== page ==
The what, how, and why of KM rewards and recognition
Incentivize quality, not quantity.
If you reward employees based purely on the quantity of their KM contributions and activities, people may respond by submitting lots of low-value “stuff” that gums up the works and makes KM less valuable instead of more. This often happens with quota systems (for example, each project must submit 10 lessons learned) and “more is better” schemes where employees are rewarded for every submission or activity. When you turn KM into a numbers game, things are bound to go wrong.
Construction company Consolidated Contractors Co. (CCC) has seen how quantity-based incentives can backfire. Its KM team initially launched an automated system that assigned employees points for commenting on content and contributing to discussions. People started spamming the system with low-value comments—such as “good article” and “congratulations”— just to earn points. Now, CCC takes a more nuanced approach to rewards. It still maintains a points system, but employees earn points based on feedback, such as whether the person asking a question indicates a response was helpful.
Once you figure out what activities to encourage and what measures will support those goals, the next question is how. KM programs use an array of schemes and tactics to nudge employees toward desired behaviors, from the simplest thank you to the flashiest giveaways and events. The right approach depends on your audience and the organization’s strategy for employee appraisals and inducements.
At the highest level, incentive approaches can be divided into two main categories: small rewards and recognitions that are doled out continuously over time, and larger ones that are awarded at key intervals. Planned campaigns and awards can have an outsized impact in advertising KM and promoting participation. Smaller incentives keep KM top-of-mind and help build participation into daily habits.
Continually acknowledge KM behaviors in the flow of work.
As anyone who has tried to develop a new habit knows, it’s easier when you get a lot of little wins along the way. Fortunately, one of the most effective ways to give employees a KM “win” is also simple and easy. A “thank you” takes little time and costs nothing, but it can mean the world to the recipient.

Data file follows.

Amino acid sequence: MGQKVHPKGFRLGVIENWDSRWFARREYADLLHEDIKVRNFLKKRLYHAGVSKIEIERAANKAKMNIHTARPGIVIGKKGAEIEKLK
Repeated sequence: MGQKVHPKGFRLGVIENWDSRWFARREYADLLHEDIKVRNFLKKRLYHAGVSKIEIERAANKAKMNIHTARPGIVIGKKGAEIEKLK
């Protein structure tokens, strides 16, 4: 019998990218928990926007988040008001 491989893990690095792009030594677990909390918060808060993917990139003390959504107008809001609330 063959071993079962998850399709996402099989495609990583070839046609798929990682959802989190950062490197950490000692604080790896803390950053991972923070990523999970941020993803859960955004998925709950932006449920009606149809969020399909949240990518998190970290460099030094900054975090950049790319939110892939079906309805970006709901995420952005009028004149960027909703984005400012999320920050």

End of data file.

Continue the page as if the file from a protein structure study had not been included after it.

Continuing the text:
KM teams can thank people directly, or they can encourage leaders to dole out thanks. Expression of appreciation from leaders and mangers is particularly powerful since it indicates KM participation is noticed by those who make decisions about performance objectives, bonuses, promotions, and new opportunities. Because these folks are busy, it’s helpful to offer templates or prompts to make it a little easier. At engineering, procurement, and construction company SNC-Lavalin, for example, the KM team reminds divisional leaders to visit online knowledge-sharing networks once a month to praise exemplary contributions and behaviors.
Another way to offer ongoing recognition is gamification, which uses game mechanics and psychology to drive a set of desired behaviors. Gamification uses elements such as points, badges, and leaderboards to make KM fun and exciting. Gamification can be a particularly effective because the encouragement is incremental and pervasive. It also incites friendly competition and makes it easier to recognize every employee who reaches a certain goal.
KM programs can incorporate gamification using simple, homegrown approaches. At charitable nonprofit World Vision International, for example, individual communities have developed their own gamification structures. They assign points to various activities—such as presenting a webinar, answering a question in chat, and uploading resources—and recognize a winner each month.
More complex, automated forms of gamification can be integrated into KM systems. This takes a little more effort, but offers significant benefits. At professional services firm Cognizant, for example, employees earn points for every action they take on the KM platform, from downloading a document to commenting on a discussion. As employees earn points, they work their way up leaderboards and unlock achievement levels from debutant to samurai, star, legend, and guru. The recognition is both playful and immediate in that employees see their points increase as soon as they take a desired action.